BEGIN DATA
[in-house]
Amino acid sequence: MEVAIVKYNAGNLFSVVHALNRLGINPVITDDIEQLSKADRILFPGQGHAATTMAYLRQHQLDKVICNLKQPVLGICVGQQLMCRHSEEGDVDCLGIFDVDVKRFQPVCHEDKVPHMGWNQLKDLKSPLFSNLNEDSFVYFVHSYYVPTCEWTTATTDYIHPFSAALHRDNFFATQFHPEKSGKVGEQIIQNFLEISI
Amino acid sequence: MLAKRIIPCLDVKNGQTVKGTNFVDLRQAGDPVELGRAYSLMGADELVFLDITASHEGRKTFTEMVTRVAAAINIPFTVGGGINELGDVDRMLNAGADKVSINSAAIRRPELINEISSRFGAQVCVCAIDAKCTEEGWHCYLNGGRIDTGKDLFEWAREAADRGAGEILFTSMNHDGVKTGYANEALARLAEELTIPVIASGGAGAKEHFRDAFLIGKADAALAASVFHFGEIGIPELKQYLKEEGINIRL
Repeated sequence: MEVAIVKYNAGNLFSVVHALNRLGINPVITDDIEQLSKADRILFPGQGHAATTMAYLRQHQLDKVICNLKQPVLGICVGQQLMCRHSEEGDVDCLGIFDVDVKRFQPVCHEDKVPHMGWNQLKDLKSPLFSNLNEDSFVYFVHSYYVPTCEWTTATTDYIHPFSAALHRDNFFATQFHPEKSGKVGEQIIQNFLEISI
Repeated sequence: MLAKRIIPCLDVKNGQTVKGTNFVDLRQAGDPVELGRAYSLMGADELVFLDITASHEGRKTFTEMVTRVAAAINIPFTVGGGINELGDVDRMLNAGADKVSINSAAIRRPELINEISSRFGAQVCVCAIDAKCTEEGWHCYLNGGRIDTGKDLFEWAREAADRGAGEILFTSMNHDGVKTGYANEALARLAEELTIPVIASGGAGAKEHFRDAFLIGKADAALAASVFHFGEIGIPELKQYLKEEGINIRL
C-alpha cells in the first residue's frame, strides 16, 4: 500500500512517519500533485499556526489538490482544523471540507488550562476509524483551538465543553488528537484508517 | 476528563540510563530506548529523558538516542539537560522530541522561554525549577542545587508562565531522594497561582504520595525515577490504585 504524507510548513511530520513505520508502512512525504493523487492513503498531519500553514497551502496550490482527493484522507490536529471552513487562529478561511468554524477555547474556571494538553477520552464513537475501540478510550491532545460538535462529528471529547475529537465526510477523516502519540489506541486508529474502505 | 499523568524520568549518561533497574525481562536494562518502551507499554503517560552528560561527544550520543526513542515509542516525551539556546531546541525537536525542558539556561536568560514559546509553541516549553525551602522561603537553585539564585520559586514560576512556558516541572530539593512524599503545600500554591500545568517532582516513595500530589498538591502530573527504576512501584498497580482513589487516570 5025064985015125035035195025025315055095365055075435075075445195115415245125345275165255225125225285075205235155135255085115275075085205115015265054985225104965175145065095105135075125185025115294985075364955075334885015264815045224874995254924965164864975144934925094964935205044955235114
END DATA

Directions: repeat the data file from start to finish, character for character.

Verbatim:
[in-house]
Amino acid sequence: MEVAIVKYNAGNLFSVVHALNRLGINPVITDDIEQLSKADRILFPGQGHAATTMAYLRQHQLDKVICNLKQPVLGICVGQQLMCRHSEEGDVDCLGIFDVDVKRFQPVCHEDKVPHMGWNQLKDLKSPLFSNLNEDSFVYFVHSYYVPTCEWTTATTDYIHPFSAALHRDNFFATQFHPEKSGKVGEQIIQNFLEISI
Amino acid sequence: MLAKRIIPCLDVKNGQTVKGTNFVDLRQAGDPVELGRAYSLMGADELVFLDITASHEGRKTFTEMVTRVAAAINIPFTVGGGINELGDVDRMLNAGADKVSINSAAIRRPELINEISSRFGAQVCVCAIDAKCTEEGWHCYLNGGRIDTGKDLFEWAREAADRGAGEILFTSMNHDGVKTGYANEALARLAEELTIPVIASGGAGAKEHFRDAFLIGKADAALAASVFHFGEIGIPELKQYLKEEGINIRL
Repeated sequence: MEVAIVKYNAGNLFSVVHALNRLGINPVITDDIEQLSKADRILFPGQGHAATTMAYLRQHQLDKVICNLKQPVLGICVGQQLMCRHSEEGDVDCLGIFDVDVKRFQPVCHEDKVPHMGWNQLKDLKSPLFSNLNEDSFVYFVHSYYVPTCEWTTATTDYIHPFSAALHRDNFFATQFHPEKSGKVGEQIIQNFLEISI
Repeated sequence: MLAKRIIPCLDVKNGQTVKGTNFVDLRQAGDPVELGRAYSLMGADELVFLDITASHEGRKTFTEMVTRVAAAINIPFTVGGGINELGDVDRMLNAGADKVSINSAAIRRPELINEISSRFGAQVCVCAIDAKCTEEGWHCYLNGGRIDTGKDLFEWAREAADRGAGEILFTSMNHDGVKTGYANEALARLAEELTIPVIASGGAGAKEHFRDAFLIGKADAALAASVFHFGEIGIPELKQYLKEEGINIRL
C-alpha cells in the first residue's frame, strides 16, 4: 500500500512517519500533485499556526489538490482544523471540507488550562476509524483551538465543553488528537484508517 | 476528563540510563530506548529523558538516542539537560522530541522561554525549577542545587508562565531522594497561582504520595525515577490504585 504524507510548513511530520513505520508502512512525504493523487492513503498531519500553514497551502496550490482527493484522507490536529471552513487562529478561511468554524477555547474556571494538553477520552464513537475501540478510550491532545460538535462529528471529547475529537465526510477523516502519540489506541486508529474502505 | 499523568524520568549518561533497574525481562536494562518502551507499554503517560552528560561527544550520543526513542515509542516525551539556546531546541525537536525542558539556561536568560514559546509553541516549553525551602522561603537553585539564585520559586514560576512556558516541572530539593512524599503545600500554591500545568517532582516513595500530589498538591502530573527504576512501584498497580482513589487516570 5025064985015125035035195025025315055095365055075435075075445195115415245125345275165255225125225285075205235155135255085115275075085205115015265054985225104965175145065095105135075125185025115294985075364955075334885015264815045224874995254924965164864975144934925094964935205044955235114